Continuing on the path of gradual economic reform, the government announced a new system of private management for small, state-owned restaurants.
The move comes after limited pilot projects over the past two years, in which employees took over operations of some restaurants.
Under the new system, existing employees as of Dec. 1 can turn into entrepreneurs by renting the restaurant they work for, plus equipment, from the government, according to an article in official daily Granma. The tenants will be responsible for paying utility bills as well as repairs and maintenance. The measure is intended to provide new jobs and improve the quality of services, daily Granma quote a government official as saying.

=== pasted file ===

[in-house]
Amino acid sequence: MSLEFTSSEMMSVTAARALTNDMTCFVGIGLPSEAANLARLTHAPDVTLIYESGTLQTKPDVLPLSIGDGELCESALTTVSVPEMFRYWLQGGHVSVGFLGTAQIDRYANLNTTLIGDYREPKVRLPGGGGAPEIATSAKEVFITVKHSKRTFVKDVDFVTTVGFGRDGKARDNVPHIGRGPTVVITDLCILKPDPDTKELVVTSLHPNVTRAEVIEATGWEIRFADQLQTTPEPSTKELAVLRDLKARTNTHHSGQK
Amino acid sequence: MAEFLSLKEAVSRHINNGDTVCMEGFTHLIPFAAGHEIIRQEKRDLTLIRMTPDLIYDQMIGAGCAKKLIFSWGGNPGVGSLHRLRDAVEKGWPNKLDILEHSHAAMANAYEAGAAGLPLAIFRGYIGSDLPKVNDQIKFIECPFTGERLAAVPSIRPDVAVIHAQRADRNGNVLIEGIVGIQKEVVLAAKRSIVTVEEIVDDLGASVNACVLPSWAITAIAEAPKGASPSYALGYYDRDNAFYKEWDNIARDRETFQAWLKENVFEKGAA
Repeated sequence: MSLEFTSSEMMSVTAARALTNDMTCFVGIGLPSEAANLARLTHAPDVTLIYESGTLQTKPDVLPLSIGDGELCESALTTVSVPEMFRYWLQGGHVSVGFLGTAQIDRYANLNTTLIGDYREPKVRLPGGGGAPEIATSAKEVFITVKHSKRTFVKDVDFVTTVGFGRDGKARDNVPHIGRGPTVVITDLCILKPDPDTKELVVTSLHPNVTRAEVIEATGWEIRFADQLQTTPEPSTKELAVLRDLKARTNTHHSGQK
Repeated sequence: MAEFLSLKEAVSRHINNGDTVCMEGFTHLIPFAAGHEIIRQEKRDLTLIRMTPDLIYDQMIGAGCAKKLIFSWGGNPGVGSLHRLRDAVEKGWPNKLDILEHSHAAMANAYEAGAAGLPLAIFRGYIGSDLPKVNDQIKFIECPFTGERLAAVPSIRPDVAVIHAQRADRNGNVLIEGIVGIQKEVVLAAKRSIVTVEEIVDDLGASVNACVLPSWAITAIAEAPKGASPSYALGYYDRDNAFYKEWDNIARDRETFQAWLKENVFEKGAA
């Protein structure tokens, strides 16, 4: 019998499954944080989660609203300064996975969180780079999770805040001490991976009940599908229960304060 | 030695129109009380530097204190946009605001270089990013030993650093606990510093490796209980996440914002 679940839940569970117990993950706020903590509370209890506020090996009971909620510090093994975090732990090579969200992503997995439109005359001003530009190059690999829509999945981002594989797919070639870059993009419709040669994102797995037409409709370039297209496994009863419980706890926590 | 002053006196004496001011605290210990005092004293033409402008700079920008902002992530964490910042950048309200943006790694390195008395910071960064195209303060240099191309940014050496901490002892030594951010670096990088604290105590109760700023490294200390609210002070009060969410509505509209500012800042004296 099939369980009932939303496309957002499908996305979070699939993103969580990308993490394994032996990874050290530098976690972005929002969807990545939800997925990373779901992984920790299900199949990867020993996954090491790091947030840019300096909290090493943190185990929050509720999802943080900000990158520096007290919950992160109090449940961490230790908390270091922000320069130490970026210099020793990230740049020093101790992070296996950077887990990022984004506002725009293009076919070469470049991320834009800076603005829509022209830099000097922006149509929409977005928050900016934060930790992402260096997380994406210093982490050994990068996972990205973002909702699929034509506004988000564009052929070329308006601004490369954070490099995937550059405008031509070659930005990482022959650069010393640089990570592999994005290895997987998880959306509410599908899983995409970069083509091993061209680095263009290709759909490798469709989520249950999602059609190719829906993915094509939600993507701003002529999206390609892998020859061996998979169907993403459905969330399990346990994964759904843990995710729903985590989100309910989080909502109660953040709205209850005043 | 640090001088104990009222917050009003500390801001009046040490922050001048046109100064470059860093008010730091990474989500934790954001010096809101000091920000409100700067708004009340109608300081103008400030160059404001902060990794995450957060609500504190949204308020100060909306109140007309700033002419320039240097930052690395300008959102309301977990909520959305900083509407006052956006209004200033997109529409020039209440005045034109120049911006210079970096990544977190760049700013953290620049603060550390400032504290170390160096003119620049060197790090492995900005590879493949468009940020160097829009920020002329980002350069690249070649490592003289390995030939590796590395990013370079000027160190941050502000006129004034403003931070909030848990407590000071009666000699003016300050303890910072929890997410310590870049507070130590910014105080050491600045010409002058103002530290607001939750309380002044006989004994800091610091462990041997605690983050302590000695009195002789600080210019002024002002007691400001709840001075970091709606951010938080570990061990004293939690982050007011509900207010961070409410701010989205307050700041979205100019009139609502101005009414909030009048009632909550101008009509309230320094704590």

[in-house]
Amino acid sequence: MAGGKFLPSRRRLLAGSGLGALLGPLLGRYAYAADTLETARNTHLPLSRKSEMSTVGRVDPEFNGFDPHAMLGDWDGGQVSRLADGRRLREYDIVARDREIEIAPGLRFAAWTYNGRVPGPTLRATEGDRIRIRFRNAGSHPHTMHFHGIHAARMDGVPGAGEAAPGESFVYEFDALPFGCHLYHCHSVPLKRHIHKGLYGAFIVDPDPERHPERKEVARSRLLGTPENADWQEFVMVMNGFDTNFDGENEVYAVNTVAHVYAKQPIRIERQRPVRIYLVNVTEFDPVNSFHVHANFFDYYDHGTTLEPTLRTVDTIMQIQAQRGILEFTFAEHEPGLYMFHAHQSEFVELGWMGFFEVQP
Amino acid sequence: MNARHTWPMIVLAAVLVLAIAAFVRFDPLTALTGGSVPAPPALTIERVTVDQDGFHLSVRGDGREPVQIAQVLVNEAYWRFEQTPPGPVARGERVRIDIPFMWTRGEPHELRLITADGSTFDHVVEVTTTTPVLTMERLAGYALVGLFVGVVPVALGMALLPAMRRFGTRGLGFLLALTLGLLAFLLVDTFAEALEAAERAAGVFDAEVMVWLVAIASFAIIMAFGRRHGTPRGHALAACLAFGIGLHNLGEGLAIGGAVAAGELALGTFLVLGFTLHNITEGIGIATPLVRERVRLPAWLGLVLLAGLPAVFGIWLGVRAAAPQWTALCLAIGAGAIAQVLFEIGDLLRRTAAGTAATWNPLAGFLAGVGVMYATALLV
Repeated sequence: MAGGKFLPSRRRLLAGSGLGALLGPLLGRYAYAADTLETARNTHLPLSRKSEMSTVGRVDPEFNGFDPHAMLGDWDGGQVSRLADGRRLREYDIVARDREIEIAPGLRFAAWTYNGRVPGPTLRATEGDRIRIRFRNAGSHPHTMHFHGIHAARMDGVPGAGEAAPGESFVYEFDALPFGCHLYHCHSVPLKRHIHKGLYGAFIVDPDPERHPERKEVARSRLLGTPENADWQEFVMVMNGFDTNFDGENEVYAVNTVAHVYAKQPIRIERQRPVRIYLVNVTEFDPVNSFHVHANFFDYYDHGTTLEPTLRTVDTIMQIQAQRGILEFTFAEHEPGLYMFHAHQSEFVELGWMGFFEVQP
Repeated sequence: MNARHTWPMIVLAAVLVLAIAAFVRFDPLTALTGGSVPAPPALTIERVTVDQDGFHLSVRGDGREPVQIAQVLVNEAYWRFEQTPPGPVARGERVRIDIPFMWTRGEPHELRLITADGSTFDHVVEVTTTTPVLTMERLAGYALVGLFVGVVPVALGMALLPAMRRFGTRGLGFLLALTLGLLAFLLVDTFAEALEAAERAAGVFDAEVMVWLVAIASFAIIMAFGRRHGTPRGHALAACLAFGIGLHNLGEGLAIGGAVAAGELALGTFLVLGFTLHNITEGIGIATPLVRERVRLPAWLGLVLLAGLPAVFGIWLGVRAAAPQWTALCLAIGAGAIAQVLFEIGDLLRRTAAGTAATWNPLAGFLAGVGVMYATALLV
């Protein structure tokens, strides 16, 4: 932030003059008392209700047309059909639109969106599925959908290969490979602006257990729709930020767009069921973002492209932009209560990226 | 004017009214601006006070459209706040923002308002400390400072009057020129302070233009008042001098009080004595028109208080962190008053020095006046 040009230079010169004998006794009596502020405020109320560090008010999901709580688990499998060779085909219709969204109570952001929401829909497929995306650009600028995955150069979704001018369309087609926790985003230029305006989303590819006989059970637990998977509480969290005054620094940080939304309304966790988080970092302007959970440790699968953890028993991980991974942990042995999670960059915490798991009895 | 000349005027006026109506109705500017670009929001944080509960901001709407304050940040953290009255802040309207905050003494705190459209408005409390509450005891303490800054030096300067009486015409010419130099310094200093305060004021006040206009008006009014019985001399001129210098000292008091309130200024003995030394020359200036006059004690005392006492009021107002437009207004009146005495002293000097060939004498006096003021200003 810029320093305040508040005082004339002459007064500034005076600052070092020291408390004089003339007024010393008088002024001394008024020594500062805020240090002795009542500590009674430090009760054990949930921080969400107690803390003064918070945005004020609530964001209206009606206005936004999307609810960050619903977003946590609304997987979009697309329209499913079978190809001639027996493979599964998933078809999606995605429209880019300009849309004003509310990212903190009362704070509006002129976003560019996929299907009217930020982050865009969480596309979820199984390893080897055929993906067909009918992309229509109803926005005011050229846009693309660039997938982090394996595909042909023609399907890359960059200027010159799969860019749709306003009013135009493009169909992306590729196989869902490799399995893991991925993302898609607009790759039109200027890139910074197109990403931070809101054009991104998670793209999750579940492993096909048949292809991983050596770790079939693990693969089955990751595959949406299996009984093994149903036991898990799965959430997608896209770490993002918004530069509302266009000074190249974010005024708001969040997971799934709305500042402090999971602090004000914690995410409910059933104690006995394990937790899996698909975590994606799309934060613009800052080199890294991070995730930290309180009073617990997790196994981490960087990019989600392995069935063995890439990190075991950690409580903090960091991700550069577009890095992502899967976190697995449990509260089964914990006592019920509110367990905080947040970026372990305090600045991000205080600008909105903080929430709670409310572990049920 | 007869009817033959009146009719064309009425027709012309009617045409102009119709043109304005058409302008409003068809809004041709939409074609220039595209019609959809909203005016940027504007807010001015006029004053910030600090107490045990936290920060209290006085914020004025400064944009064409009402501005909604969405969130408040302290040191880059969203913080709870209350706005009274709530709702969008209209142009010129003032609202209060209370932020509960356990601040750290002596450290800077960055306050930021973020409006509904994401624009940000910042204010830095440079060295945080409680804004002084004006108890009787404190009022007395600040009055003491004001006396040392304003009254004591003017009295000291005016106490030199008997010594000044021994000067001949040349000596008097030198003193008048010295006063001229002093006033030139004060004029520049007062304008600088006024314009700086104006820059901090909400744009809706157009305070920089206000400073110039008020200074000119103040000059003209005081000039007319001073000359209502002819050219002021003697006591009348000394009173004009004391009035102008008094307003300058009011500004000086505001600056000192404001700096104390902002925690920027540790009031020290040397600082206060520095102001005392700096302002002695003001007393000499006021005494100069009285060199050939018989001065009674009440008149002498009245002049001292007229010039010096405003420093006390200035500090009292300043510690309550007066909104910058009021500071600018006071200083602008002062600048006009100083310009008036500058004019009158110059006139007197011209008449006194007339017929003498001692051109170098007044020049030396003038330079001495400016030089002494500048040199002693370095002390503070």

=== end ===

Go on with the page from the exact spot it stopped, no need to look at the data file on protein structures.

Rental arrangements will begin in restaurants with up to five employees first, in the provinces of Artemisa, Villa Clara and Ciego de Ãvila. Leases can be for up to 10 years, which may be extended; no subleases are allowed. The new entrepreneurs have to register with the tax office; they will be tax-exempt for the first three months of operations. The amounts of rent will be determined by municipal governments. Tenants who renovate the facility may be exempt from having to pay rent for the first year. The privately-run restaurants and kiosks will also be allowed to sell tobacco products.
Three resolutions by the domestic trade, finance and labor ministries that regulate the new system were published in the Nov. 5 issue of the Gaceta Oficial.